VerifyOpGreaterThanOrEqualWithRightAndLeftNull Verifies that operator >= returns true when both the left hand side and right hand side are null.
VerifyOpLessThanWithLeftNull Verifies that operator < returns true when the left hand side is null and the right hand side is not.
VerifyOpLessThanWithRightNull Verifies that operator < returns false when the left hand side is null and the right hand side is not.
VerifyOpLessThanWithRightAndLeftNull Verifies that operator < returns false when both the left hand side and right hand side are null.
VerifyOpLessThanOrEqualWithLeftNull Verifies that operator <= returns true when the left hand side is null and the right hand side is not.
VerifyOpLessThanOrEqualWithRightNull Verifies that operator <= returns false when the left hand side is not null and the right hand side is.
VerifyOpLessThanOrEqualWithRightAndLeftNull Verifies that operator <= returns true when both the left hand side and right hand side are null.

So, 32 more tests. I hope you can see how easy it would be to mess this up now. Even more, I hope you see how much of a pain in the neck it would be to manually implement unit tests for every equatable/comparable type you create without something like the contract verifiers available in Testify.

If I've convinced you that implementing this stuff is hard, what are you to do about it? Well, with C# 7 there's a trick you can use and a template you can follow to always get this right. Here's an example using the class Point type.

public class Point : IEquatable<Point>, IComparable<Point>, IComparable
{
    public Point(int x, int y)
    {
        X = x;
        Y = y;
    }

    public int X { get; }

    public int Y { get; }

    public int CompareTo(Point other) => other == null ? 1 : (X, Y).CompareTo((other.X, other.Y));

    int IComparable.CompareTo(object obj) => CompareTo(obj as Point);

    public bool Equals(Point other) => other == null ? false : (X, Y).Equals((other.X, other.Y));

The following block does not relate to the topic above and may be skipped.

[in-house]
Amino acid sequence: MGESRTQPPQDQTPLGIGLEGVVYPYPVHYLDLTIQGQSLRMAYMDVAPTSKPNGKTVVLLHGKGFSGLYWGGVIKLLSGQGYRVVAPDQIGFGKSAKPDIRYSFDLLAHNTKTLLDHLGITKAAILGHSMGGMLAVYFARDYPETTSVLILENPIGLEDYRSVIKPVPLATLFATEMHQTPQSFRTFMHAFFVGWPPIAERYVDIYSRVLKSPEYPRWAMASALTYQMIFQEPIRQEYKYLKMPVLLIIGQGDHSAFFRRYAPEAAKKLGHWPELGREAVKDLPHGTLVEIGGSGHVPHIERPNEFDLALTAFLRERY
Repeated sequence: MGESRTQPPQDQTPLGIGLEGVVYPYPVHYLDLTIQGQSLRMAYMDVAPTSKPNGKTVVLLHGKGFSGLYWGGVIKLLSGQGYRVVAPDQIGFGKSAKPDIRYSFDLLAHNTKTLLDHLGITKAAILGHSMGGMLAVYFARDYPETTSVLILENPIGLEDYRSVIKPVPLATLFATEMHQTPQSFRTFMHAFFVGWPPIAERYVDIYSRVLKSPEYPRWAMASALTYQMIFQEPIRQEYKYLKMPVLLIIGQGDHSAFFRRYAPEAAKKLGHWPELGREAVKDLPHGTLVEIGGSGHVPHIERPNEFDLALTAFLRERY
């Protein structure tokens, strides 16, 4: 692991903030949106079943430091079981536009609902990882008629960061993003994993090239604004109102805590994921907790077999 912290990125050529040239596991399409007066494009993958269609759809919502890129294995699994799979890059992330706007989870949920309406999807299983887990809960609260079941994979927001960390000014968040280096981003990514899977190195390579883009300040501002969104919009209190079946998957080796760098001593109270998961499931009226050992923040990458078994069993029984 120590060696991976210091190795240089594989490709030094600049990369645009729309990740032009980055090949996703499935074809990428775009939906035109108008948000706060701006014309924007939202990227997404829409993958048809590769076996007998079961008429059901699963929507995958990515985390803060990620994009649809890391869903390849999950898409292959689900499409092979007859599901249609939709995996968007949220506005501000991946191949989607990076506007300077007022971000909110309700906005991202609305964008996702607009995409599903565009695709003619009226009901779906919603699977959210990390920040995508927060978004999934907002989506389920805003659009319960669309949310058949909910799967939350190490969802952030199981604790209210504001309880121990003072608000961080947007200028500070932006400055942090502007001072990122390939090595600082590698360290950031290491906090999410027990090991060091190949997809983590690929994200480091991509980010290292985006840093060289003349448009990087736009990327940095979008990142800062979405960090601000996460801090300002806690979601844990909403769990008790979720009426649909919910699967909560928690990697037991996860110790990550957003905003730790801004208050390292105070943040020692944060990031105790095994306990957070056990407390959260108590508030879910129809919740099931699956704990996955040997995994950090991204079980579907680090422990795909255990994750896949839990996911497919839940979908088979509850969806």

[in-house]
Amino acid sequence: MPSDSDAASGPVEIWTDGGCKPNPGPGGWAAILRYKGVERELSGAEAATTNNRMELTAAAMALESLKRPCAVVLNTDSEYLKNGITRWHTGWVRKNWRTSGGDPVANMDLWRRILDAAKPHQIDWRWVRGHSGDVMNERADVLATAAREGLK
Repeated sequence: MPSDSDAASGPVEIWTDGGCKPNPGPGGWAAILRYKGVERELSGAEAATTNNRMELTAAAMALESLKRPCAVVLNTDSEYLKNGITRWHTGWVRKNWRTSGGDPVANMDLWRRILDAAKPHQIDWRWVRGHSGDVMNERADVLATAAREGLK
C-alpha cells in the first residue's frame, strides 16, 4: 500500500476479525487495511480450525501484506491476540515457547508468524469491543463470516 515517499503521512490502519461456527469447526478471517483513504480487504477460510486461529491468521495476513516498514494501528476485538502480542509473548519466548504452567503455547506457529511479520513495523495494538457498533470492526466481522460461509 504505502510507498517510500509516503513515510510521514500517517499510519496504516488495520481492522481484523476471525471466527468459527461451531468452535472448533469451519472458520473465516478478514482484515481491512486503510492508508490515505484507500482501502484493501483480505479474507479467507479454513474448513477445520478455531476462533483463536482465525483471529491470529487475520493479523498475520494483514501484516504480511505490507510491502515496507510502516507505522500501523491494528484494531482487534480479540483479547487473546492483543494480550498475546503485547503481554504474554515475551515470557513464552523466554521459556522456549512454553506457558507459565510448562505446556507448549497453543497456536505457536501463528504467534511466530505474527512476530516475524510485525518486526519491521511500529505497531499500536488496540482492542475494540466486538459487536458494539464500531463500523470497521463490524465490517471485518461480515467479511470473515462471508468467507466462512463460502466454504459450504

public override bool Equals(object obj) => Equals(obj as Point);

    public override int GetHashCode() => (X, Y).GetHashCode();

    public static bool operator ==(Point left, Point right) => EqualityComparer<Point>.Default.Equals(left, right);

    public static bool operator !=(Point left, Point right) => !EqualityComparer<Point>.Default.Equals(left, right);

    public static bool operator <(Point left, Point right) => Comparer<Point>.Default.Compare(left, right) < 0;

    public static bool operator <=(Point left, Point right) => Comparer<Point>.Default.Compare(left, right) <= 0;

    public static bool operator >(Point left, Point right) => Comparer<Point>.Default.Compare(left, right) > 0;

    public static bool operator >=(Point left, Point right) => Comparer<Point>.Default.Compare(left, right) >= 0;
}

The main operatons, IEquatable<T>.Equals and IComparable<T>.CompareTo are implemented using tuples, which implement those interfaces. You have to do a null check here, so there is a little bit of room for messing it up. The other methods just delegate to these. The operators are then implemented using EqualityComparer<T> and Comparer<T> which handle the null checks and then delegate to the IEquatable<T> and IComparable<T> implementations provided. Even GetHashCode gets to delegate to the implementation provided by tuples. Keep in mind this trick won't work (without some help) with types that aren't equatable/comparable, such as collections.

Here's the test for the above implementation.

public class PointTests
{
    [Fact]
    public void VerifyComparableContract()
    {
        var verifier = new ComparableVerifier<Point>
        {
            OrderedItemsFactory = () => new[]
            {
                new Point(0, 0),
                new Point(0, 1),
                new Point(1, 0),
                new Point(1, 1)
            }
        };
        verifier.Verify();
    }
}